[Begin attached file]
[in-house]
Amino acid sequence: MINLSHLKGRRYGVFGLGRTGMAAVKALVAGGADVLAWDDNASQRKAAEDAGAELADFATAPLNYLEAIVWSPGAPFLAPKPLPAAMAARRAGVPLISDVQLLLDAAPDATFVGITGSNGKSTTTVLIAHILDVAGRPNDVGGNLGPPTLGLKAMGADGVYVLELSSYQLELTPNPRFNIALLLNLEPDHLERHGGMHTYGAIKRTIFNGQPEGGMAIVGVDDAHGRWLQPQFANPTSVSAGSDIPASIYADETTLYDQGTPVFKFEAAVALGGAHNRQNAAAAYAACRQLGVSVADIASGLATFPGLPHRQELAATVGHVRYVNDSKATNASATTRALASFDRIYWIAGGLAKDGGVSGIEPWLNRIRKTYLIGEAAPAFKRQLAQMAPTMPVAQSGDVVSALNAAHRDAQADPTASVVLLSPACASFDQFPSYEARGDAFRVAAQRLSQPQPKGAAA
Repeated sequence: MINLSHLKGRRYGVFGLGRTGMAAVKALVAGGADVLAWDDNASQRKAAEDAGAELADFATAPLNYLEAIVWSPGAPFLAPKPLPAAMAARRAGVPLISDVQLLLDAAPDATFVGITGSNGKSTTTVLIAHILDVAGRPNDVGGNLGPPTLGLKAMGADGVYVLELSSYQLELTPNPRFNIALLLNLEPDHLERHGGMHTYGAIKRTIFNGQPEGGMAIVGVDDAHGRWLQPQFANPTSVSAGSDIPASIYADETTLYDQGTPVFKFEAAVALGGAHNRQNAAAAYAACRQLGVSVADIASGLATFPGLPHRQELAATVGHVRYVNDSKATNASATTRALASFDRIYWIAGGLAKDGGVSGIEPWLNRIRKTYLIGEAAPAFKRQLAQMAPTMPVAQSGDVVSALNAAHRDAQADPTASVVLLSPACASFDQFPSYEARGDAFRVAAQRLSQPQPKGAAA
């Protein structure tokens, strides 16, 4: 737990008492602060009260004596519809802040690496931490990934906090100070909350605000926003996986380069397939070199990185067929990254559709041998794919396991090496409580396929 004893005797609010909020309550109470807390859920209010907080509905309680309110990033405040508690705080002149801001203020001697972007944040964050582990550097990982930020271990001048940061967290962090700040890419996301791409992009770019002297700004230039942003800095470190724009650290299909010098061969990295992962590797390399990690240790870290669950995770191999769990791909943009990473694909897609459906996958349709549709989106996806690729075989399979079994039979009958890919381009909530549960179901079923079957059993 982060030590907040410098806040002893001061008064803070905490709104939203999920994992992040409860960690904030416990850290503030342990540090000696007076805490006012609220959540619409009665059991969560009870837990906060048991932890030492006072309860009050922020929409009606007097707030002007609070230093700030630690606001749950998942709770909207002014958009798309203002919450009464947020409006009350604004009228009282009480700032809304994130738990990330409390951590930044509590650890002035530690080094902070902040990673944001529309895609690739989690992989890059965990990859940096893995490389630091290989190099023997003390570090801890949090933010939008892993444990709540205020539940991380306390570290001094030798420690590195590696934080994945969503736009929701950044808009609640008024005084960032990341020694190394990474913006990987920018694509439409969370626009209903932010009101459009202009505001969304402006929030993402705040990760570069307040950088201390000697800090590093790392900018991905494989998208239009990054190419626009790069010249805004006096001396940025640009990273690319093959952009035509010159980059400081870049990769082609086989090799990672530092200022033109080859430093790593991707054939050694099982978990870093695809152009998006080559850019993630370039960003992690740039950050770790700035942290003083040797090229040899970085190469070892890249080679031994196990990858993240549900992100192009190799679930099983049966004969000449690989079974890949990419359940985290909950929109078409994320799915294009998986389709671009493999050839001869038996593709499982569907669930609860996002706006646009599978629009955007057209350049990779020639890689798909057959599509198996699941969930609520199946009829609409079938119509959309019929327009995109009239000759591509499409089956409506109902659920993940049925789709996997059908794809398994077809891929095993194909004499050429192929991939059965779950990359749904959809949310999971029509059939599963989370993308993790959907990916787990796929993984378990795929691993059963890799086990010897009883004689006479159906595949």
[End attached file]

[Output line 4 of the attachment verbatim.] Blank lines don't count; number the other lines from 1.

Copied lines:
């Protein structure tokens, strides 16, 4: 737990008492602060009260004596519809802040690496931490990934906090100070909350605000926003996986380069397939070199990185067929990254559709041998794919396991090496409580396929 004893005797609010909020309550109470807390859920209010907080509905309680309110990033405040508690705080002149801001203020001697972007944040964050582990550097990982930020271990001048940061967290962090700040890419996301791409992009770019002297700004230039942003800095470190724009650290299909010098061969990295992962590797390399990690240790870290669950995770191999769990791909943009990473694909897609459906996958349709549709989106996806690729075989399979079994039979009958890919381009909530549960179901079923079957059993 982060030590907040410098806040002893001061008064803070905490709104939203999920994992992040409860960690904030416990850290503030342990540090000696007076805490006012609220959540619409009665059991969560009870837990906060048991932890030492006072309860009050922020929409009606007097707030002007609070230093700030630690606001749950998942709770909207002014958009798309203002919450009464947020409006009350604004009228009282009480700032809304994130738990990330409390951590930044509590650890002035530690080094902070902040990673944001529309895609690739989690992989890059965990990859940096893995490389630091290989190099023997003390570090801890949090933010939008892993444990709540205020539940991380306390570290001094030798420690590195590696934080994945969503736009929701950044808009609640008024005084960032990341020694190394990474913006990987920018694509439409969370626009209903932010009101459009202009505001969304402006929030993402705040990760570069307040950088201390000697800090590093790392900018991905494989998208239009990054190419626009790069010249805004006096001396940025640009990273690319093959952009035509010159980059400081870049990769082609086989090799990672530092200022033109080859430093790593991707054939050694099982978990870093695809152009998006080559850019993630370039960003992690740039950050770790700035942290003083040797090229040899970085190469070892890249080679031994196990990858993240549900992100192009190799679930099983049966004969000449690989079974890949990419359940985290909950929109078409994320799915294009998986389709671009493999050839001869038996593709499982569907669930609860996002706006646009599978629009955007057209350049990779020639890689798909057959599509198996699941969930609520199946009829609409079938119509959309019929327009995109009239000759591509499409089956409506109902659920993940049925789709996997059908794809398994077809891929095993194909004499050429192929991939059965779950990359749904959809949310999971029509059939599963989370993308993790959907990916787990796929993984378990795929691993059963890799086990010897009883004689006479159906595949």